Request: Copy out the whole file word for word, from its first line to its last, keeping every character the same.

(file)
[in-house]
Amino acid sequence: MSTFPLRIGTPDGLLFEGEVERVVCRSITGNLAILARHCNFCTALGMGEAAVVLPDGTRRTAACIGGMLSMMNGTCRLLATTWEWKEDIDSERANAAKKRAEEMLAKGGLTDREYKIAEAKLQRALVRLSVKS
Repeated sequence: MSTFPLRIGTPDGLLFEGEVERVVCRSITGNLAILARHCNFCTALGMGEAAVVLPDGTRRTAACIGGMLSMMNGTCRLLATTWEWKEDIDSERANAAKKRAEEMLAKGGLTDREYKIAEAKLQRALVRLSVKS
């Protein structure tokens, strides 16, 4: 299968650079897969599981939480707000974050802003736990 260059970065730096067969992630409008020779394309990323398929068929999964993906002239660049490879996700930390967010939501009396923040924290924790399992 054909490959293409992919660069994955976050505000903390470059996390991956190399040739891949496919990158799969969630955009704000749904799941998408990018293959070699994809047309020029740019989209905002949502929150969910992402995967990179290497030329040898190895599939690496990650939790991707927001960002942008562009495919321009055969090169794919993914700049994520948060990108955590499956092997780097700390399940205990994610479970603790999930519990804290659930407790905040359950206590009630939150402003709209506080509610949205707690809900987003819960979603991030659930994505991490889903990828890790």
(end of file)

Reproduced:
[in-house]
Amino acid sequence: MSTFPLRIGTPDGLLFEGEVERVVCRSITGNLAILARHCNFCTALGMGEAAVVLPDGTRRTAACIGGMLSMMNGTCRLLATTWEWKEDIDSERANAAKKRAEEMLAKGGLTDREYKIAEAKLQRALVRLSVKS
Repeated sequence: MSTFPLRIGTPDGLLFEGEVERVVCRSITGNLAILARHCNFCTALGMGEAAVVLPDGTRRTAACIGGMLSMMNGTCRLLATTWEWKEDIDSERANAAKKRAEEMLAKGGLTDREYKIAEAKLQRALVRLSVKS
């Protein structure tokens, strides 16, 4: 299968650079897969599981939480707000974050802003736990 260059970065730096067969992630409008020779394309990323398929068929999964993906002239660049490879996700930390967010939501009396923040924290924790399992 054909490959293409992919660069994955976050505000903390470059996390991956190399040739891949496919990158799969969630955009704000749904799941998408990018293959070699994809047309020029740019989209905002949502929150969910992402995967990179290497030329040898190895599939690496990650939790991707927001960002942008562009495919321009055969090169794919993914700049994520948060990108955590499956092997780097700390399940205990994610479970603790999930519990804290659930407790905040359950206590009630939150402003709209506080509610949205707690809900987003819960979603991030659930994505991490889903990828890790």